Municipal disconnect: On abject water and its urban infrastructures

Nikhil Anand

Research output: Contribution to journalArticlepeer-review

76 Scopus citations

Abstract

Infrastructural practices, made by the manipulations of pumps, pipes and hydraulic expertise, play a critical role in managing urban populations. Drawing on two years of ethnographic research in Mumbai, in this article I show how Muslim settlers in a northern suburb, are being rendered abject residents of the city. Abjection isn't not a lack of social and political entitlements, but a denial of them. As Muslim settlers are being pushed down to claim less desirable water through the deliberate inaction of city engineers and technocrats, this article shows the iterative process through which abjection is made through tenuous and contentious infrastructural connections between the government and the governed.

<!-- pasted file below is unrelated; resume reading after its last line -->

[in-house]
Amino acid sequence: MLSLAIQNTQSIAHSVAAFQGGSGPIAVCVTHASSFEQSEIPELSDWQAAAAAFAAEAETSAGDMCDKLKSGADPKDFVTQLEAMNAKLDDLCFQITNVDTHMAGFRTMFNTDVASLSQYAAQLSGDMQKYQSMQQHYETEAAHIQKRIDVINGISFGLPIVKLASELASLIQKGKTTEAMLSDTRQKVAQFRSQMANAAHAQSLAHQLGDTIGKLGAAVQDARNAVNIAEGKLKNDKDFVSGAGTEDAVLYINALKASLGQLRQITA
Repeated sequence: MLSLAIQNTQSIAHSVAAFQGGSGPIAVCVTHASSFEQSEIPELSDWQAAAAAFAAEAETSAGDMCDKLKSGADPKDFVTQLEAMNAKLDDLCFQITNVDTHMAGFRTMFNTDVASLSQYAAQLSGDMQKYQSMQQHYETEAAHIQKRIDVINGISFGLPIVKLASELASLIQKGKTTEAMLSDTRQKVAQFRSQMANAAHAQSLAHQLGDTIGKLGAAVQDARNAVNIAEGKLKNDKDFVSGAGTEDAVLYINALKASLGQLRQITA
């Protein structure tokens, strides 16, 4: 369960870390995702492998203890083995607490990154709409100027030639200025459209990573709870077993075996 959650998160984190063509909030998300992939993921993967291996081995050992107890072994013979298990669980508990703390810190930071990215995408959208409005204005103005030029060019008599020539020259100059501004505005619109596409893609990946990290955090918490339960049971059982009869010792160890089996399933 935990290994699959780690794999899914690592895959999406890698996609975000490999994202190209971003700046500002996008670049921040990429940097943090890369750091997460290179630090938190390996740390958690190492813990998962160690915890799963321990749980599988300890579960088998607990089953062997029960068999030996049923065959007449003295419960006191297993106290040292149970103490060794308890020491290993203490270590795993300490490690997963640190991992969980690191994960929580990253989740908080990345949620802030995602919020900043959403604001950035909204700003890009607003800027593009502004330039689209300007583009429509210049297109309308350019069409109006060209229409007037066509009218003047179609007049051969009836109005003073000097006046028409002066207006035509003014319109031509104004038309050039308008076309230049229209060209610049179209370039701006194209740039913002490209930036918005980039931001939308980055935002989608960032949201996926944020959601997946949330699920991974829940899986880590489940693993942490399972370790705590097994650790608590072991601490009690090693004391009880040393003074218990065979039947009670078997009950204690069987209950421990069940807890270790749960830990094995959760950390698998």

Original languageEnglish (US)
Pages (from-to)487-509
Number of pages23
JournalEthnography
Volume13
Issue number4
DOIs
StatePublished - Dec 2012

Bibliographical note

Funding Information:
This research was carried out with the financial support of Stanford University, the Social Science Research Council, the Wenner-Gren Foundation, and the National Science Foundation, for which I am very grateful.

Copyright:
Copyright 2012 Elsevier B.V., All rights reserved.

Keywords

  • India
  • Mumbai
  • abjection
  • citizenship
  • infrastructure
  • water

Fingerprint Dive into the research topics of 'Municipal disconnect: On abject water and its urban infrastructures'. Together they form a unique fingerprint.

Cite this